August 25, 2009
Hospitals & Health Networks Magazine
By Jeffrey D. Selberg
Lessons from the three honorees of this year's AHA—McKesson Quest for Quality Prize
This is the fifth year that the AHA-McKesson Quest for Quality Prize® has recognized hospitals for achievement in pursuing the six Institute of Medicine quality aims—effectiveness, efficiency, safety, timeliness, patient-centeredness and equity. Looking back, it's clear that the field has made tremendous progress, but there is still much to achieve. The 2009 honorees were very different in how they approached their quality journeys, but they shared a number of characteristics that contributed to their strong results. Key learnings from the three honorees:
Transparency and openness change everything for the better. And transparency inside the organization leads to open communication with the media and community. Transparency about challenges and plans to address them, about errors and how they're being addressed and will be prevented in the future, and about strengths and weaknesses changes organizational culture. Trust, teamwork and innovation all begin to flourish.
Patient- and family-centeredness is about more than involving patients and families in decisions about care or getting community perspectives on remodeling. It's about involving patients and families in hospital processes and committees, giving them a voice and a role in continuing education for caregivers, and making them full partners of the hospital and staff.
Visible and active engagement is vital and needs to be top-down and bottom-up. The goal is to create a line of sight from the bedside to the boardroom and from the boardroom to the bedside. It's great when the board discusses in-depth the latest quality indicators, but when trustees are involved in quality improvement and patient safety—working with staff on committees and projects—they send a powerful message. Just as critical is ensuring that front-line caregivers are actively engaged not only in implementing new initiatives, but also in identifying and developing them.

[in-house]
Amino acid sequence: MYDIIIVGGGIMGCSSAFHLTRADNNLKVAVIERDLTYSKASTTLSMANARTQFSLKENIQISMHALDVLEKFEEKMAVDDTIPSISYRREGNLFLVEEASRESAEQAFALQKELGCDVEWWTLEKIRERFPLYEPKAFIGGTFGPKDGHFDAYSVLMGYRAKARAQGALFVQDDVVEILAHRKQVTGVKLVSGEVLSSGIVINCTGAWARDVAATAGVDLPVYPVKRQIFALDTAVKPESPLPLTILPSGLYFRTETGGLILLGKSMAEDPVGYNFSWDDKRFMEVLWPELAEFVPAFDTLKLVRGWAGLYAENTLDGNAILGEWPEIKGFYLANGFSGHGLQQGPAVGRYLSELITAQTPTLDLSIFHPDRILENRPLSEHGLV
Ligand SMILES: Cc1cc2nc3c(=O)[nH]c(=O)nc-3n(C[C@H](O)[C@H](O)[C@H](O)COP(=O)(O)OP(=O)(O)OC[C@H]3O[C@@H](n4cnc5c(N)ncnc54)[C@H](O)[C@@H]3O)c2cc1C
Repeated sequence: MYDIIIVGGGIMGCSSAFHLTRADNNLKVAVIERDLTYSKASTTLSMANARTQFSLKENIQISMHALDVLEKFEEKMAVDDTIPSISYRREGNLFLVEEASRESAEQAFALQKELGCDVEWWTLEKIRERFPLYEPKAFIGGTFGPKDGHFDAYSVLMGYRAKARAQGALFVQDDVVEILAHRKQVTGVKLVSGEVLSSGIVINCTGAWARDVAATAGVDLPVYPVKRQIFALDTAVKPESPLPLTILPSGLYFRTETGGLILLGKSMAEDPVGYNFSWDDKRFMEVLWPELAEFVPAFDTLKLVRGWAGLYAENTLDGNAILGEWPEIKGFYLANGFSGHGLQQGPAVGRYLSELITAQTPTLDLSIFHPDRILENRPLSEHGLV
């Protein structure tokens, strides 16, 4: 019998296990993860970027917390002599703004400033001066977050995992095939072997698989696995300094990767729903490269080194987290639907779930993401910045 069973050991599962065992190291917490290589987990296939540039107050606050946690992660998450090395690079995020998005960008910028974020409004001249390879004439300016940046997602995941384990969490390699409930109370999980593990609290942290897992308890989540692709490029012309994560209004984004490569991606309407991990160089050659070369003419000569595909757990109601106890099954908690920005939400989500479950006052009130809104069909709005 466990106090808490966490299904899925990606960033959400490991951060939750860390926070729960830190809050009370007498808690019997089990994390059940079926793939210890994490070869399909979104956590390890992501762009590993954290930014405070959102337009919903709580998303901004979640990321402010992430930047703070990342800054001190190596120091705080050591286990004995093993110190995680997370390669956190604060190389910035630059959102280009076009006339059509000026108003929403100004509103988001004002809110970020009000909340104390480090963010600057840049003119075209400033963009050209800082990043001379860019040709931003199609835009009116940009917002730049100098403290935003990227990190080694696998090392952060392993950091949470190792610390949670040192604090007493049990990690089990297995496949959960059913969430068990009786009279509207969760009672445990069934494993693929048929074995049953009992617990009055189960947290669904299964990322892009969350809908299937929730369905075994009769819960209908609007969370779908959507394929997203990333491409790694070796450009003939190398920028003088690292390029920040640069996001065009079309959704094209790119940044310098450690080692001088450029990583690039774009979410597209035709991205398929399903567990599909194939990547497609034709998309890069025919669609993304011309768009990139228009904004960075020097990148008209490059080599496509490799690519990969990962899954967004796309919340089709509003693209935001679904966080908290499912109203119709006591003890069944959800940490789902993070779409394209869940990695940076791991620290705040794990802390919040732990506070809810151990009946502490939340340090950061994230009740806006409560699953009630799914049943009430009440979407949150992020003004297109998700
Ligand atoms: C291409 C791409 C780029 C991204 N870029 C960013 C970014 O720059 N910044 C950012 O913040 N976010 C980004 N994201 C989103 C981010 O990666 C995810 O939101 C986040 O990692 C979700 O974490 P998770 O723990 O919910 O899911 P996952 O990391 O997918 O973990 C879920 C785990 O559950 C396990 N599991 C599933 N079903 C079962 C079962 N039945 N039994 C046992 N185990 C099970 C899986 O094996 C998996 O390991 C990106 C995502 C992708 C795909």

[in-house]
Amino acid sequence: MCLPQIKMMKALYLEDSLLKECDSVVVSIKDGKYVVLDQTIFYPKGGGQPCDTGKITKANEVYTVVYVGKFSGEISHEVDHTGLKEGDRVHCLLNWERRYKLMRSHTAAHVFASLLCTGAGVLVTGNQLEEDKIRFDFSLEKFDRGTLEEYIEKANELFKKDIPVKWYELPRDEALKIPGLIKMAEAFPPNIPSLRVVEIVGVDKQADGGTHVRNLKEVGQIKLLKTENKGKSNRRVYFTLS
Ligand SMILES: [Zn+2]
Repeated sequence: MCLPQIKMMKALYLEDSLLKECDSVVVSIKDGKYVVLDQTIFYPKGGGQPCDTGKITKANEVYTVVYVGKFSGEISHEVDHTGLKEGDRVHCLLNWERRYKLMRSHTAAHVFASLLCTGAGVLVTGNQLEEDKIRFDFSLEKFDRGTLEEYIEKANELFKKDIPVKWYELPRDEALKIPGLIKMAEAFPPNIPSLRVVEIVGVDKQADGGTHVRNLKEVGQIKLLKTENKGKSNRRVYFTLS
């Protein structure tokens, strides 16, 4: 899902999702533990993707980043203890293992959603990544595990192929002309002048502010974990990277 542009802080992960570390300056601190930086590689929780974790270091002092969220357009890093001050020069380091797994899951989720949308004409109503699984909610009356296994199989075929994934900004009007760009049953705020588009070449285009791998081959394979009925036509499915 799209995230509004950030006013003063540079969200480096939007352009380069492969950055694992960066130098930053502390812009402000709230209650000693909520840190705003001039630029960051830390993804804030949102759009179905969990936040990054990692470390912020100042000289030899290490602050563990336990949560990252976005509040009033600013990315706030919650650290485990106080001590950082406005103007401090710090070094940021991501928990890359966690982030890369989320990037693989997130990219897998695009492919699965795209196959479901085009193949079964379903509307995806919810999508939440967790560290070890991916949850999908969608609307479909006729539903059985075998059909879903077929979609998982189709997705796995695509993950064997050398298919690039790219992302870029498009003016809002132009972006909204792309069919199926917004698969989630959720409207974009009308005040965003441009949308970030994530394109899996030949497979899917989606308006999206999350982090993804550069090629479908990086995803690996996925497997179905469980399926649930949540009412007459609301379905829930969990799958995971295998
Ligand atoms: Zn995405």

Patient safety requires a constant focus and vigilance—it doesn't happen automatically with efficiencies or new technologies. Moving from the concept of "no blame" to a "just" culture is an important step in taking patient safety to the next level.
Addressing racial and ethnic disparities requires an understanding of the community and your hospital's patients. Tracking race and ethnicity is an important start to addressing equity.
While creativity and innovation are hallmarks of hospitals making progress on the six quality aims, reinventing the wheel is not. Learning from the lessons of others, continually seeking information on how others are solving a problem, and adapting and applying promising solutions is frequently the best route.
The AHA-McKesson Quest for Quality Prize® Committee congratulates the 2009 winner, Bronson Methodist Hospital, Kalamazoo City, Mich.; the 2009 finalist, Beth Israel Medical Deaconess Medical Center, Boston; and the 2009 Citation of Merit honoree, Duke University Hospital, Durham, N.C. For more information on their quality journeys, visit www.aha.org/questforquality.
Jeffrey D. Selberg, president and CEO of Exempla Healthcare, Denver, is chairman of the AHA-McKesson Quest for Quality Prize Committee. You can contact our guest author at email@example.com.
This article 1st appeared in the August 2009 issue of HHN Magazine.